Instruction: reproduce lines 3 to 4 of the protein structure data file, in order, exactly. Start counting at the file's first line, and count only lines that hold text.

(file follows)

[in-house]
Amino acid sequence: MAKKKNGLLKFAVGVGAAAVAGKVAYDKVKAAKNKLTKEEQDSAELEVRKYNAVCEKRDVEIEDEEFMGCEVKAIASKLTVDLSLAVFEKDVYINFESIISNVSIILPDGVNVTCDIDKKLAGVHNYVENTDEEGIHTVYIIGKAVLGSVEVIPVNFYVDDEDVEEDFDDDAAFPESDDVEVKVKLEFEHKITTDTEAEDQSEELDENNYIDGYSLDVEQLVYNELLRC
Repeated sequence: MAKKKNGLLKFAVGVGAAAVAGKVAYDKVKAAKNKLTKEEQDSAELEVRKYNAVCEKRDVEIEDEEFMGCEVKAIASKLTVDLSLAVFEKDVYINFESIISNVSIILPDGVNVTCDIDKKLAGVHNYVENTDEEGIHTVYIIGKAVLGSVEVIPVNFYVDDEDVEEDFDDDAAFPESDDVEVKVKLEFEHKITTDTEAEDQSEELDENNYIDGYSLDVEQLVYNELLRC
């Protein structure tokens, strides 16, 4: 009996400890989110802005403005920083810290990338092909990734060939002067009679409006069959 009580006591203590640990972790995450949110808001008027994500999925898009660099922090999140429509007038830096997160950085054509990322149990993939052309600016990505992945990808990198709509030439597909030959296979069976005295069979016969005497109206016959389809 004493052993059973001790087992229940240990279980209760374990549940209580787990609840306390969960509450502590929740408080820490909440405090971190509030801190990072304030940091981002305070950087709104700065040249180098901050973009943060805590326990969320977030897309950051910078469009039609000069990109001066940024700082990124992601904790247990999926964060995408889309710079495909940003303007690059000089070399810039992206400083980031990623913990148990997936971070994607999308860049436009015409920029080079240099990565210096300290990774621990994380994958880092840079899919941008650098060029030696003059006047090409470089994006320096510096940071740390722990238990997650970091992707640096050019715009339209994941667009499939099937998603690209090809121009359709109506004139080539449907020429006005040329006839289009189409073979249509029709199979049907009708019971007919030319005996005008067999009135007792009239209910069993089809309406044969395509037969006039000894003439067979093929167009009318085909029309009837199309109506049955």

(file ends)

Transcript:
Repeated sequence: MAKKKNGLLKFAVGVGAAAVAGKVAYDKVKAAKNKLTKEEQDSAELEVRKYNAVCEKRDVEIEDEEFMGCEVKAIASKLTVDLSLAVFEKDVYINFESIISNVSIILPDGVNVTCDIDKKLAGVHNYVENTDEEGIHTVYIIGKAVLGSVEVIPVNFYVDDEDVEEDFDDDAAFPESDDVEVKVKLEFEHKITTDTEAEDQSEELDENNYIDGYSLDVEQLVYNELLRC
């Protein structure tokens, strides 16, 4: 009996400890989110802005403005920083810290990338092909990734060939002067009679409006069959 009580006591203590640990972790995450949110808001008027994500999925898009660099922090999140429509007038830096997160950085054509990322149990993939052309600016990505992945990808990198709509030439597909030959296979069976005295069979016969005497109206016959389809 004493052993059973001790087992229940240990279980209760374990549940209580787990609840306390969960509450502590929740408080820490909440405090971190509030801190990072304030940091981002305070950087709104700065040249180098901050973009943060805590326990969320977030897309950051910078469009039609000069990109001066940024700082990124992601904790247990999926964060995408889309710079495909940003303007690059000089070399810039992206400083980031990623913990148990997936971070994607999308860049436009015409920029080079240099990565210096300290990774621990994380994958880092840079899919941008650098060029030696003059006047090409470089994006320096510096940071740390722990238990997650970091992707640096050019715009339209994941667009499939099937998603690209090809121009359709109506004139080539449907020429006005040329006839289009189409073979249509029709199979049907009708019971007919030319005996005008067999009135007792009239209910069993089809309406044969395509037969006039000894003439067979093929167009009318085909029309009837199309109506049955």